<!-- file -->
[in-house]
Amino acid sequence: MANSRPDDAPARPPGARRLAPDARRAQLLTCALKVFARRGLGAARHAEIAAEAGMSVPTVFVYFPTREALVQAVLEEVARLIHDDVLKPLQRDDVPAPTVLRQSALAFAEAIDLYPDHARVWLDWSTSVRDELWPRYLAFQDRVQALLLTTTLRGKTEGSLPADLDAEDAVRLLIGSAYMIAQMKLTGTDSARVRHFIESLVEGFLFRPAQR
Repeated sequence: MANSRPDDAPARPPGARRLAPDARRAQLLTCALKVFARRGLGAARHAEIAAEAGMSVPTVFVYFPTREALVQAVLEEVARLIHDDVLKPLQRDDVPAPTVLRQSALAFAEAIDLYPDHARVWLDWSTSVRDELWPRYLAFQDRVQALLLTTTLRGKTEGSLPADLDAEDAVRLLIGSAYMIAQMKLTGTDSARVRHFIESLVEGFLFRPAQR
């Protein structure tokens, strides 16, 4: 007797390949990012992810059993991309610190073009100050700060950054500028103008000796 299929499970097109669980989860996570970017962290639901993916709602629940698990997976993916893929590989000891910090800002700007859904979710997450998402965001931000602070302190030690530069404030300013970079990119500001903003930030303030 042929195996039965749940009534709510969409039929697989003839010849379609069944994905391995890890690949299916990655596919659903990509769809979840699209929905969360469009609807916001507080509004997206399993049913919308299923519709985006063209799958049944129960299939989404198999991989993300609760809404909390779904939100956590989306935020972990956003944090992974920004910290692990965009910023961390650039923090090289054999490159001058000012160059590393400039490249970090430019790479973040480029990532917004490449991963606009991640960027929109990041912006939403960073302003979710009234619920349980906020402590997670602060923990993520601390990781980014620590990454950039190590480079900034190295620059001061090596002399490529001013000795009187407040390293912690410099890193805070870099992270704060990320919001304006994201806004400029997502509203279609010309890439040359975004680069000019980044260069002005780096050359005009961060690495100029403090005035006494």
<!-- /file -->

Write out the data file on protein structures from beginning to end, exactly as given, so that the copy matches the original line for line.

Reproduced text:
[in-house]
Amino acid sequence: MANSRPDDAPARPPGARRLAPDARRAQLLTCALKVFARRGLGAARHAEIAAEAGMSVPTVFVYFPTREALVQAVLEEVARLIHDDVLKPLQRDDVPAPTVLRQSALAFAEAIDLYPDHARVWLDWSTSVRDELWPRYLAFQDRVQALLLTTTLRGKTEGSLPADLDAEDAVRLLIGSAYMIAQMKLTGTDSARVRHFIESLVEGFLFRPAQR
Repeated sequence: MANSRPDDAPARPPGARRLAPDARRAQLLTCALKVFARRGLGAARHAEIAAEAGMSVPTVFVYFPTREALVQAVLEEVARLIHDDVLKPLQRDDVPAPTVLRQSALAFAEAIDLYPDHARVWLDWSTSVRDELWPRYLAFQDRVQALLLTTTLRGKTEGSLPADLDAEDAVRLLIGSAYMIAQMKLTGTDSARVRHFIESLVEGFLFRPAQR
């Protein structure tokens, strides 16, 4: 007797390949990012992810059993991309610190073009100050700060950054500028103008000796 299929499970097109669980989860996570970017962290639901993916709602629940698990997976993916893929590989000891910090800002700007859904979710997450998402965001931000602070302190030690530069404030300013970079990119500001903003930030303030 042929195996039965749940009534709510969409039929697989003839010849379609069944994905391995890890690949299916990655596919659903990509769809979840699209929905969360469009609807916001507080509004997206399993049913919308299923519709985006063209799958049944129960299939989404198999991989993300609760809404909390779904939100956590989306935020972990956003944090992974920004910290692990965009910023961390650039923090090289054999490159001058000012160059590393400039490249970090430019790479973040480029990532917004490449991963606009991640960027929109990041912006939403960073302003979710009234619920349980906020402590997670602060923990993520601390990781980014620590990454950039190590480079900034190295620059001061090596002399490529001013000795009187407040390293912690410099890193805070870099992270704060990320919001304006994201806004400029997502509203279609010309890439040359975004680069000019980044260069002005780096050359005009961060690495100029403090005035006494």